I’ve got a good story that will illustrate my point and I want to tell it because it illustrates it and because it’s a good story.

In legislature back in 1930s when I was working away through school, I remember a Senator by name McGregor.

Mr. Justice Clark may remember him.

He was rather powerful and effective State Senator.

And his wife was badly injured in an accident because she got on one of these roads that had a one-way bridge.

And he started to crusade to require bridges in Texas to be wider and he got this bill passed.

And it was a slight mistake and he left out the “G” of “bridges” and the statute required all brides in Texas to be 40-feet between the bucker systems.

Now, that’s large even for Texas.

Hugo L. Black:

I assume that was not the request that his wife had made?M

Luther Hudson:

No sir may — I say that the Court would I think, as matter of reading the caption and reading the emergency clause, it’d be justified there in inserting the “G”.

Certainly, I’ve got married on the assumption that the “G” was in there and my wife could not qualify.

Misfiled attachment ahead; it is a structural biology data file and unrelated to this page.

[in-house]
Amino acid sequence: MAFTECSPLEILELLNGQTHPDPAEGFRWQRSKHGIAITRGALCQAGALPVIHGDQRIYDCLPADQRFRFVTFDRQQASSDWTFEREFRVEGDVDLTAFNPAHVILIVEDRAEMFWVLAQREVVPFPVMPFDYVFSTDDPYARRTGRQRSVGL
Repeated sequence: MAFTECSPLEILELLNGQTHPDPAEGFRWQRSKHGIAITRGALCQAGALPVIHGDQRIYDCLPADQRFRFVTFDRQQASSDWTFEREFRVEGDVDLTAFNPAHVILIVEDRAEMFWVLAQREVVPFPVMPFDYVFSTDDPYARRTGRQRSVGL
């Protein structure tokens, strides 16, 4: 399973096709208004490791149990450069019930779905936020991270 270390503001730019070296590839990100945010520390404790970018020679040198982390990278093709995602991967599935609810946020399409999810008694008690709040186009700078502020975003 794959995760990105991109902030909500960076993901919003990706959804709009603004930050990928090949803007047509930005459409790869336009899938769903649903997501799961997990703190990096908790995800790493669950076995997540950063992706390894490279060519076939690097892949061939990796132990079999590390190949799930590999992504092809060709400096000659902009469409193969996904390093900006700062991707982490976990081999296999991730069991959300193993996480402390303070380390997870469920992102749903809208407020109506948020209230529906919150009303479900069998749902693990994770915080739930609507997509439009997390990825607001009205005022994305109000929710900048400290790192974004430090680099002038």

Now, that — let me make the point I was trying to make a minute ago.

I don’t question for a minute that when you have a statute which clearly shows that it regulates bridges and that it is — deal solely with bridges that you can insert a “G”.

But when you have a statute which plainly does not contain a provision saying, “Suits to enforce the awards of adjustment boards shall be brought or maybe brought in the federal court.”

Luther Hudson:

I humbly say that the Court cannot enact that statute.

Does 1331 do that?

Luther Hudson:

No sir.

[Inaudible] cause of action established in the federal statute?

Luther Hudson:

That Your Honor is to –